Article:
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    Finding the Perfect Home for You and Your Dog

    Finding the Perfect Home for You and Your Dog

    Guest Post by Cindy Aldridge

     

     

    Americans love dogs. We spend billions of dollars on them each and every year. Millennials are even adopting four-legged friends rather than having kids and starting families of their own. In fact, a recent survey found that one-third of millennials that just purchased a home factored their dog into their decision-making process more than the idea of a future with children.

    The thing is, your dog’s needs should come to mind when looking for a new house. Owning a dog is a huge responsibility. Having enough space and proper boundaries in the home helps curb unwanted and destructive behaviors like chewing foreign objects and furniture, relieving themselves indoors, howling, barking, pacing, scratching doors or windows, escaping or darting out the door, excessive licking, and eating random objects on the floor.

     

    How Much Space Does Your Dog Need?

    The amount of space a dog needs in a home is relative to his size and age. In general, we can say the larger the dog is, the more space he likely needs. Likewise, we can assume that older dogs tend to have more mobility problems, so they don’t necessarily need much space to use.

    However, these are generalizations. When it comes to your dog, it really is up to your judgment. Some large dogs — the noble Great Dane comes to mind — make great condo dogs. Likewise, there are some smaller breeds like the feisty Jack Russell Terrier that need tons of room to run around. What your dog needs depends more on his personality and the lifestyle he is used to than it does on his size, age, and breed.

     

    Location, Location, Location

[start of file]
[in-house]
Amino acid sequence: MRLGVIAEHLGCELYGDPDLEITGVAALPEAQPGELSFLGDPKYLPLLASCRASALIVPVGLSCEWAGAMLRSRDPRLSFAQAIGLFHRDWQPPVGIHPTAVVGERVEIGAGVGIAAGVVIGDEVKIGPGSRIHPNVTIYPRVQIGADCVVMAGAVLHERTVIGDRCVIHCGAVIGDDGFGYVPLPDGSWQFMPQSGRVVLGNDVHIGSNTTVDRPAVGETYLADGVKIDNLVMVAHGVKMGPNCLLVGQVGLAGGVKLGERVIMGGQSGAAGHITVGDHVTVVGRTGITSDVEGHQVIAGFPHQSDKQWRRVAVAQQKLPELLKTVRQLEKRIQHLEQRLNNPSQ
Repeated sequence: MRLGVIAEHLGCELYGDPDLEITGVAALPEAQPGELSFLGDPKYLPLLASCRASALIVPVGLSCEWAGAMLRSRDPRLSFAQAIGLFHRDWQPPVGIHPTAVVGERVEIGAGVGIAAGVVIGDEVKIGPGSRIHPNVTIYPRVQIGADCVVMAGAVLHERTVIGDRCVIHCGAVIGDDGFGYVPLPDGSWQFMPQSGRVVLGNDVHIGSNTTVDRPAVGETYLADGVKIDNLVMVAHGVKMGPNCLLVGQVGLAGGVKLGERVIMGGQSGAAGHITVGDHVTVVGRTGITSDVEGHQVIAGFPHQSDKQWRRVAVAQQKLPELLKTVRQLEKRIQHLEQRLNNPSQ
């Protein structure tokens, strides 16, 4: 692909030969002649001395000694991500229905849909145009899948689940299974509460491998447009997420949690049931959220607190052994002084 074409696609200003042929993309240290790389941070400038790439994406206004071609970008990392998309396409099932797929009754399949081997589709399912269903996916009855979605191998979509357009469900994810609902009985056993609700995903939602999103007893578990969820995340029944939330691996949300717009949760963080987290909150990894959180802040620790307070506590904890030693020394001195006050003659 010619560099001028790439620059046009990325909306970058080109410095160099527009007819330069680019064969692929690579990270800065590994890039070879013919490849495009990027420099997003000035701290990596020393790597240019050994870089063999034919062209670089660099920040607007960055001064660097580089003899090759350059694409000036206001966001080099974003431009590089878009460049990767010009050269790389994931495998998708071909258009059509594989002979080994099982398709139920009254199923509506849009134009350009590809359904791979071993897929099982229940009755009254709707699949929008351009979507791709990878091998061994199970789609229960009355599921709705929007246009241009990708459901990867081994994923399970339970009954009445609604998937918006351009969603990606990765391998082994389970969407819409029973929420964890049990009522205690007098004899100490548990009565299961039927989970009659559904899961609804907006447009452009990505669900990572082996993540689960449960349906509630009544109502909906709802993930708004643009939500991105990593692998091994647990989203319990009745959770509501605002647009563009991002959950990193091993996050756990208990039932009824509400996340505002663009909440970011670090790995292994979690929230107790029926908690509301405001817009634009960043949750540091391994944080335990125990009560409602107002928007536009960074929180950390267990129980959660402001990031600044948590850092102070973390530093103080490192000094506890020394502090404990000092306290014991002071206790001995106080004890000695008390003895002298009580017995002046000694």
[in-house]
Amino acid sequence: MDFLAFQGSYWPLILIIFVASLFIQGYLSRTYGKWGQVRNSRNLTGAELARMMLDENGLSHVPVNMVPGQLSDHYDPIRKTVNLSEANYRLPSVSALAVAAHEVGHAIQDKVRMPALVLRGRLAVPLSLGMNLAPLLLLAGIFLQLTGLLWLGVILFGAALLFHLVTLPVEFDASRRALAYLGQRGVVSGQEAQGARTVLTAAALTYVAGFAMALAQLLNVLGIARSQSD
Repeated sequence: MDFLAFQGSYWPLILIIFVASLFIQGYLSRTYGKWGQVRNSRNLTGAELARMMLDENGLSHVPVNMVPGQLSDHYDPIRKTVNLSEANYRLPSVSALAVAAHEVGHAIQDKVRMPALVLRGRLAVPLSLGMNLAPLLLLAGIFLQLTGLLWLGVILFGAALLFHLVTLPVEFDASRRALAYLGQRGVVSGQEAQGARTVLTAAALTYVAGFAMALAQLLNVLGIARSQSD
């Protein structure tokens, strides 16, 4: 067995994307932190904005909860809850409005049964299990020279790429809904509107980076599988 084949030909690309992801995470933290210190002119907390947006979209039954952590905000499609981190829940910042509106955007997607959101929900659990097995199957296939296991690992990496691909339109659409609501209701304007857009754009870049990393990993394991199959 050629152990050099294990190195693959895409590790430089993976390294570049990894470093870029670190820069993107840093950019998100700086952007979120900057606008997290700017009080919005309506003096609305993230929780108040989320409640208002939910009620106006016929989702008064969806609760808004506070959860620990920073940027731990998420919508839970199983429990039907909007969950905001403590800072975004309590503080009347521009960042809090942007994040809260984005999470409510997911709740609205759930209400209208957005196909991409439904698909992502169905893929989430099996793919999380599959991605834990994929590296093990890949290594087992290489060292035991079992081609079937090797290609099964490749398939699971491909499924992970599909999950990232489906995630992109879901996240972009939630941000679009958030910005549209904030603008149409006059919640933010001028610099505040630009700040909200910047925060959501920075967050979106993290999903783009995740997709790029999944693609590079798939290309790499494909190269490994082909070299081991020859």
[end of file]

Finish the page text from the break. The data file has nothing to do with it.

You may not think of this, but finding a new place in the right location can make your life so much easier as a pup parent. Finding a new house in a neighborhood with plenty of pet amenities ensures your dog will be welcomed in the new area. When looking at a new house, observe the types of businesses and facilities around the neighborhood. If you see things like doggie daycare, pet bakeries, dog parks, trails with waste stations, pet boutiques, and restaurants with patios that appear to be dog-friendly, you are likely in a place where it will be easy to get the resources you need to take care of your four-legged friend. Of course, you’ll also want to research home prices in your area.

     

    Introducing Your Dog to a New Home

    Dogs are not really big fans of change — they prefer sticking with what’s familiar. To ease anxieties that may result from a change of environment, set up an area just for your dog. Generally, the area doesn’t need to take up much space — just enough for his bed and maybe a couple of toys or a bone. It’s simply an area where he can go to feel comfortable and get away from excessive noise. Also, set up his food and water bowls in a place that is sensical and in a spot relative to where they used to be. Once you bring your dog home, introduce him to where his bed is and where his food bowls are so he knows these two essential places right off the bat.

    Let him walk through the house and explore on his own terms. Establish boundaries regarding where he is not allowed and observe him playing in the backyard, if you have one. The most important thing is getting your dog back on his normal schedule as soon as possible. A new environment is easy to get used to, a new schedule can make things even more confusing for your pup. Be sure to feed him, walk him, and play with him around your normal times, and don’t neglect your usual bonding activities. In the end, you provide your dog with feelings of security.

    When introducing your dog to your new home, you’ll likely notice that your dog is introducing pet hair and other messes to the home. As such, it’s important to address those small messes as they occur before they become overwhelming and out of control. In addition to pet-safe cleaning supplies, considering investing in a top-quality vacuum that will address things like pet dander and hair. Reviews can help you select the best model, so read through them carefully.

    The responsible pet owner looks for a new home with the needs of their dog in mind. While most large dogs need more space around the house, the actual size of a new home should be determined by the individual dog’s needs. Finding a home near pet-friendly amenities makes life more convenient and enjoyable. Finally, slowly introducing the dog to his new home with his securities in place will help ease the transition.

     

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